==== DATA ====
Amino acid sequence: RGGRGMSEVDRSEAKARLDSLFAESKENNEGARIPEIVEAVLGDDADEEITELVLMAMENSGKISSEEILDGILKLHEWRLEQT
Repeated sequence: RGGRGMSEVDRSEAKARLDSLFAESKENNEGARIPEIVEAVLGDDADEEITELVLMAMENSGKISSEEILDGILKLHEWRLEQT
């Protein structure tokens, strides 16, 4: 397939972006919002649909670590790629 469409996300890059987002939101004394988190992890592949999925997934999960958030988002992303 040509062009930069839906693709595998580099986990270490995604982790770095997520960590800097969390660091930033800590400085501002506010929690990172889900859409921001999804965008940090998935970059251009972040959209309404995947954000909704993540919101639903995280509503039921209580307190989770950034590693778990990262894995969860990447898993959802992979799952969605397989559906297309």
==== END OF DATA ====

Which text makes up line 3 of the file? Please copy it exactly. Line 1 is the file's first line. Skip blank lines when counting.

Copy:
């Protein structure tokens, strides 16, 4: 397939972006919002649909670590790629 469409996300890059987002939101004394988190992890592949999925997934999960958030988002992303 040509062009930069839906693709595998580099986990270490995604982790770095997520960590800097969390660091930033800590400085501002506010929690990172889900859409921001999804965008940090998935970059251009972040959209309404995947954000909704993540919101639903995280509503039921209580307190989770950034590693778990990262894995969860990447898993959802992979799952969605397989559906297309």